I Couldn't Have Said It Better Myself

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Dr. Jerz pointed out to me that I haven't been properly labeing my entries, so I apologize for the MAJOR FAIL.

Roberts Chapter 3 was a big review for me, but the most interesting thing for me was at the beginning of the chapter: "Under the influences of such pioneers as Freud, Jung, and Skinner, the science of psychology has influenced both the creation and the study of literature" (pg. 64).

This reminds me of a conversation with my advisor last year during registration for this semester's classes. I told her that I wanted to minor in psychology.

Advisor: How does that tie in with your Creative Writing major?
Me: I think that it will help my write characters better because I'll be able to get into their heads.
Advisor: *pauses* That's a good reason.

Characters are very important to me because if I have to be exposed to them throughout a story, I want thme to be interesting. There have been a few times where I have liked a concept for a story, but the characters totally ruined it for me and I didn't want anything more to do with it.

Oh, and here's a link back to the course website:

http://jerz.setonhill.edu/EL237/2009/09/roberts_ch_3/

3 Comments

Aja Hannah said:

A character can make a story wonderful. As we saw with the complex character of Mrs. Minnie Wright in "Trifles," she was two different people twisted by 30 or so years of marriage.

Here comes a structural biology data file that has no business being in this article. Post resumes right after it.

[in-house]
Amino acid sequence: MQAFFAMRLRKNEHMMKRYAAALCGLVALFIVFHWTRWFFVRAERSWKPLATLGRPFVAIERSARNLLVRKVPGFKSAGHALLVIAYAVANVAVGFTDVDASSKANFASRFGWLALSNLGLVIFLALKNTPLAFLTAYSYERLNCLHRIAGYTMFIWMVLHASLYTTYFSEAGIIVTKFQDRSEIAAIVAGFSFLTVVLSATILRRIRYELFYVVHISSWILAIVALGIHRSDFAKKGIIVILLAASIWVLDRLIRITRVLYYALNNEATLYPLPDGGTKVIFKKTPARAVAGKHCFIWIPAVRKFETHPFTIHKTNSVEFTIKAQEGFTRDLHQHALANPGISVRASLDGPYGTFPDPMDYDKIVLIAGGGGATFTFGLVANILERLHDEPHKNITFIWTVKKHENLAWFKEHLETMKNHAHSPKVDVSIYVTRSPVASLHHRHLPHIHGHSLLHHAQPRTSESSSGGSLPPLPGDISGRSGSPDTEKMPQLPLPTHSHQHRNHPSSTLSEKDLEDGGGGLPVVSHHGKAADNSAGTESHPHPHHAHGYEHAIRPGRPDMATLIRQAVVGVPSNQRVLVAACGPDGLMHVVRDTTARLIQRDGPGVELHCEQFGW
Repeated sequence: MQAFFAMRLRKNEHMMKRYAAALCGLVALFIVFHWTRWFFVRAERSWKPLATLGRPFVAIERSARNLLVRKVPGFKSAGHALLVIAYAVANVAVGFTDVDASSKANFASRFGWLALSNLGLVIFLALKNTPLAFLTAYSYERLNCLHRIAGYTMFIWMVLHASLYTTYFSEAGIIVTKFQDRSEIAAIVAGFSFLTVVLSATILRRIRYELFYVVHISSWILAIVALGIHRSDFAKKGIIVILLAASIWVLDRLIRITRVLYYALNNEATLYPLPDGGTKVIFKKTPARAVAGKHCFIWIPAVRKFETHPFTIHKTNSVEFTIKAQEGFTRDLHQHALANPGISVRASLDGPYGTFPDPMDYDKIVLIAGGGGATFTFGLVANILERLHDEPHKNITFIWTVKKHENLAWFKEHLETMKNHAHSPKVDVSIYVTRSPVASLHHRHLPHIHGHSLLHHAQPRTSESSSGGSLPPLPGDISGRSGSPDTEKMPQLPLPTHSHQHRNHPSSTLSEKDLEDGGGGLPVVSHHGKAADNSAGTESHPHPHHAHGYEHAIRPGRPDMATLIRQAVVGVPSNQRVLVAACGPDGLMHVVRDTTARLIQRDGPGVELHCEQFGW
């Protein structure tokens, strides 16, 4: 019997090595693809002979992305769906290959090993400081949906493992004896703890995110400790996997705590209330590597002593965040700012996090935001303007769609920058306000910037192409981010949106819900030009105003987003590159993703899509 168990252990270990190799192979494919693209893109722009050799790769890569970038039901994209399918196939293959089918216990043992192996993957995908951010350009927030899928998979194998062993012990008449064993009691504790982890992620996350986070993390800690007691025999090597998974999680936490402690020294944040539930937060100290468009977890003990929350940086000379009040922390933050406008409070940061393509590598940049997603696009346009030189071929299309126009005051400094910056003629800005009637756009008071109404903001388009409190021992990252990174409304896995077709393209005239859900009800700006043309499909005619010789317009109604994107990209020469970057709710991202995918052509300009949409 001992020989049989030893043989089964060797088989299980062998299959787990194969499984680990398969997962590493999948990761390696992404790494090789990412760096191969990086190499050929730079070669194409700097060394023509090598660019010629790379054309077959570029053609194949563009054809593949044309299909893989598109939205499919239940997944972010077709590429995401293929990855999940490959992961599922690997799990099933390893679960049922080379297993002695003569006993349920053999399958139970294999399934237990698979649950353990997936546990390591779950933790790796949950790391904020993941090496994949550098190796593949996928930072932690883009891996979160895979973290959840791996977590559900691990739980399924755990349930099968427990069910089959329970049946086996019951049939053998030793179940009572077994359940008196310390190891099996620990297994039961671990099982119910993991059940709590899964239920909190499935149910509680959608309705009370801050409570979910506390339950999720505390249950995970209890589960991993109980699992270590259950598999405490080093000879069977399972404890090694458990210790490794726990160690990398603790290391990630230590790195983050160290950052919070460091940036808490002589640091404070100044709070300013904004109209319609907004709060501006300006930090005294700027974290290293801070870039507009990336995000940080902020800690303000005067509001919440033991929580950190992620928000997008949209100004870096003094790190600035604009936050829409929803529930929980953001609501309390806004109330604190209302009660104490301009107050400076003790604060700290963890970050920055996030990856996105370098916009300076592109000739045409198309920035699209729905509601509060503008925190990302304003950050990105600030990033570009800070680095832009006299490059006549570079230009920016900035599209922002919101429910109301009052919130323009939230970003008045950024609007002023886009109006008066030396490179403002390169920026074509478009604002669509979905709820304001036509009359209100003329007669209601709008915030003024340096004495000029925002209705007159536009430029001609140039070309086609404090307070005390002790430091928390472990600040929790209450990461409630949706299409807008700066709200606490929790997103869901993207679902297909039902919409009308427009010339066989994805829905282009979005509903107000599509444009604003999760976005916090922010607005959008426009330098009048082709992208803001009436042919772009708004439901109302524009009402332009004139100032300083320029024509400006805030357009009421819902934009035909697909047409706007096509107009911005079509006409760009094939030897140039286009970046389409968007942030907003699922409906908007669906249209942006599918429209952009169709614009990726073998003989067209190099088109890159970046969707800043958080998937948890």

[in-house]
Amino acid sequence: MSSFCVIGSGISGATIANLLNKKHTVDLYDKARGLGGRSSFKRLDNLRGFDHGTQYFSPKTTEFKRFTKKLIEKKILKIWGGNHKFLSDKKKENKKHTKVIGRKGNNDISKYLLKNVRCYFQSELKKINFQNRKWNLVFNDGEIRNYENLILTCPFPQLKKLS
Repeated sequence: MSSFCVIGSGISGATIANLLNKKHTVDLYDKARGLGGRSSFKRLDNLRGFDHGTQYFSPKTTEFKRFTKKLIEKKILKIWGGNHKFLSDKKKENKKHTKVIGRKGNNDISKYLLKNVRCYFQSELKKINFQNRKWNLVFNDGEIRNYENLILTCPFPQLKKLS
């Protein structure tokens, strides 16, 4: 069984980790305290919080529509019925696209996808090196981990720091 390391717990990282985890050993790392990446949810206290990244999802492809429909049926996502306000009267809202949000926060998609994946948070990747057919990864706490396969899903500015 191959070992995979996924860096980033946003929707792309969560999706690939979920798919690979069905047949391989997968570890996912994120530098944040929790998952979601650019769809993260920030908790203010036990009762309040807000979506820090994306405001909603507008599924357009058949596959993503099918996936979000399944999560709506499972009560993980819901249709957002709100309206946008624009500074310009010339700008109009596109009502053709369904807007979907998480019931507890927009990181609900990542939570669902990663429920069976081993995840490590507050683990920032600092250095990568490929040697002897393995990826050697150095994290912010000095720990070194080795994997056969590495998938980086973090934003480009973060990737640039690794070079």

I am or want to take other classes like bio, sociology, psych, education (and that is why I like being at a Liberal Arts school) because it will add depth, experience, and knowledge to what I write and make it more realistic.

That's initially why I minored in Psychology, as well! Well, not specifically. I'm not a Creative Writing major, but I thought that understanding the motives behind a character's actions while reading and analyzing a work of literature would be immensely helpful. However, I kind of forgot that I felt that way when I changed my minor from Psychology to Theatre. Whoops.

Brooke Kuehn said:

Interesting, i never thought about how a major in psychology could help us as writers. It botheres me in ch 4 when roberts wrote, "Indeed, of all the aspects of literature, point of view is the most complex because it is so much like life itself" (79). Point of view is complex but so is characterization and plot. With all the studies and information clumped into psychology, how can he say point of view is the most complex? i just dont get it

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